Soaring Food Inflation Full Frontal: Beef, Pork And Shrimp Prices Soar To Record Highs - Zero Hedge - Tyler Durden - April 15, 2014 - We previously noted that both beef and pork (courtesy of the affectionately named Porcine Epidemic Diarrhea virus) prices have been reaching new all time highs on an almost daily basis. It is time to update the chart. Below we show what a world in which the Fed is constantly lamenting the lack of inflation looks like for beef prices...

... pork

... shrimp

18 Stats That Prove That Government Dependence Has Reached Epidemic Levels - The End of the American Dream - Michael Snyder - April 17th, 2014 - Did you know that the number of Americans getting benefits from the federal government each month exceeds the number of full-time workers in the private sector by more than 60 million?  In other words, the number of people that are taking money out of the system is far greater than the number of people that are putting money into the system.  And did you know that nearly 70 percent of all of the money that the federal government spends goes toward entitlement and welfare programs?  When it comes to the transfer of wealth, nobody does it on a grander scale than the U.S. government.  Most of what the government does involves taking money from some people and giving it to other people.  In fact, at this point that is the primary function of the federal government.                     Just check out the chart below.  It comes from the Heritage Foundation, and it shows that 69 percent of all federal money is spent either on entitlements or on welfare programs…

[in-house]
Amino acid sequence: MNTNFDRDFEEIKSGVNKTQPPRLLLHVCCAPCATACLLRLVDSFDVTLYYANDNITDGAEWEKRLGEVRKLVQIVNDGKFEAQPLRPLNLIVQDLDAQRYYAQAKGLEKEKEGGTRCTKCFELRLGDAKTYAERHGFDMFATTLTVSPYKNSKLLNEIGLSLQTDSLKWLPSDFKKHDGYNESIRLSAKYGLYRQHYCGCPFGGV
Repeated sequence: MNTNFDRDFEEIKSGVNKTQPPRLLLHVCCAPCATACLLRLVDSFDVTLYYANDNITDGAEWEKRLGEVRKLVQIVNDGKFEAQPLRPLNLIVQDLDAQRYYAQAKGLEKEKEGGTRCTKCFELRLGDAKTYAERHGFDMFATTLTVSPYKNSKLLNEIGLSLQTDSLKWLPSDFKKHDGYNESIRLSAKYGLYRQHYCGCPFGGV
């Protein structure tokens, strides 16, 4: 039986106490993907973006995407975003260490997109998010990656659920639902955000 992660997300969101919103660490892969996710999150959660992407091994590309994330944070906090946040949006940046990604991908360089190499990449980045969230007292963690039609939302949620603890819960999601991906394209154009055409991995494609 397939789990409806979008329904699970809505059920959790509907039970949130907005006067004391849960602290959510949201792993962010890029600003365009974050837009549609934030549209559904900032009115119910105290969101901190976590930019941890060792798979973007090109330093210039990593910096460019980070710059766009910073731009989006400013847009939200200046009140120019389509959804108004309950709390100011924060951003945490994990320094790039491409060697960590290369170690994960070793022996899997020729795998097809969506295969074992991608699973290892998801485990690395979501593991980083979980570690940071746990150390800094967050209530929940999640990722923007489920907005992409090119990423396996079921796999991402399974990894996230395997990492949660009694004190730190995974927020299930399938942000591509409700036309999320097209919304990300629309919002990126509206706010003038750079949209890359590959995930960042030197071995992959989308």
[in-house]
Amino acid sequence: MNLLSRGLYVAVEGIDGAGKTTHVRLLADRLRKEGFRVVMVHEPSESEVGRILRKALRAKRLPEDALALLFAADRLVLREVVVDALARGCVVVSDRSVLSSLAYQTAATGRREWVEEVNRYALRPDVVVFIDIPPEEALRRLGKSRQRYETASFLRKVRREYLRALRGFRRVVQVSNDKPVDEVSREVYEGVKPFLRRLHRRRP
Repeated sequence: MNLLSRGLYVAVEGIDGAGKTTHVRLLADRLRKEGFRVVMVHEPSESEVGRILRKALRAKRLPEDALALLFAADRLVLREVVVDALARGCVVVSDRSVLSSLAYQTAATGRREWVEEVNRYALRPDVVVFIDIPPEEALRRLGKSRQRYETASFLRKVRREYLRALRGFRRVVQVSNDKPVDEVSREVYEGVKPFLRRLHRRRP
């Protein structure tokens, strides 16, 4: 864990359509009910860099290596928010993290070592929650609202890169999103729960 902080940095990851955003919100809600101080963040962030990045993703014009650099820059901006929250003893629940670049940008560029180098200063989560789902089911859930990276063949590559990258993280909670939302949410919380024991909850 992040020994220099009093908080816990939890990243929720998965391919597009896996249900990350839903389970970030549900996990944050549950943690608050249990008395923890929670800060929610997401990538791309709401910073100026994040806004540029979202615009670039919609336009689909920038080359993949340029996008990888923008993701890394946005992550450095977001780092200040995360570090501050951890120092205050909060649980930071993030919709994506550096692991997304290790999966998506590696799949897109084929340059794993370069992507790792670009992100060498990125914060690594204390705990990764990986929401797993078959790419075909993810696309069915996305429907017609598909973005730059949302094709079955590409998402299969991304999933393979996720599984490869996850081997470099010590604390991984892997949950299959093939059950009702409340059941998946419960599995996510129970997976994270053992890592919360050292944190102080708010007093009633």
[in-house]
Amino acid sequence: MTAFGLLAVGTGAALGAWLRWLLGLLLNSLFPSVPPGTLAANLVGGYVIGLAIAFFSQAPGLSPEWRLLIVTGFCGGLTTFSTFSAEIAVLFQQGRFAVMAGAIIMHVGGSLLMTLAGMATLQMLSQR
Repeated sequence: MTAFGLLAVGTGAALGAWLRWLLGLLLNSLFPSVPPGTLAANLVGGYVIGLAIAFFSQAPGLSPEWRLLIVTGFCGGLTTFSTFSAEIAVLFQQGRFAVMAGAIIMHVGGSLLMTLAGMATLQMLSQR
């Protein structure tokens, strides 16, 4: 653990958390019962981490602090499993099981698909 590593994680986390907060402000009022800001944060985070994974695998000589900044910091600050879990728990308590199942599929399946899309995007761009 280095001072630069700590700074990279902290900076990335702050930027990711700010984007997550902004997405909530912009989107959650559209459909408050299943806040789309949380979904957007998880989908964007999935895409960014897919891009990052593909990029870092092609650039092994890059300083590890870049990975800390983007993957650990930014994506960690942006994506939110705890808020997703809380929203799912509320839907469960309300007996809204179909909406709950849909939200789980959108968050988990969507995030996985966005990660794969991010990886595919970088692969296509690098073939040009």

Why Jesus Was REALLY Killed: Challenging the Money Changers - WashingtonsBlog - - Preface: If you are an atheist and believe that religion is crazy, please remember that some 85% of the American population identifies itself as Christian and millions more identify themselves as Jewish. Very few Americans are atheists … and the majority don’t trust atheists. Therefore, knowing a few bible verses might be helpful for atheists speaking to people of faith...

The big banks have engaged in systemic, continuous ongoing criminal fraud.                Allowing the banks to commit crime with impunity is not what Jesus would do. What would Jesus do? Turn over the tables of the money-changers. (economists agree.)                 Moreover, the giant banks manipulate currency through the use of schemes such as manipulating interest rates (gaming interest rates in different regions – Libor, Eurobor, etc. – can in turn drive their currencies up or down), high frequency trading and artificially suppressing gold prices (which artificially inflates the value of fiat money) ...                            The Bible condemns oppression of the poor for the benefit of the affluent: He that oppresses the poor to increase his riches, and he that gives to the rich, shall surely come to want. (Proverbs 22:16)                       To the extent that the giant banks have oppressed the poor to increase their riches, they are violating scripture.                          Due to their looting, inequality is now worse in American than in Egypt, Tunisia, Yemen, most Latin American banana republics … and ancient Rome...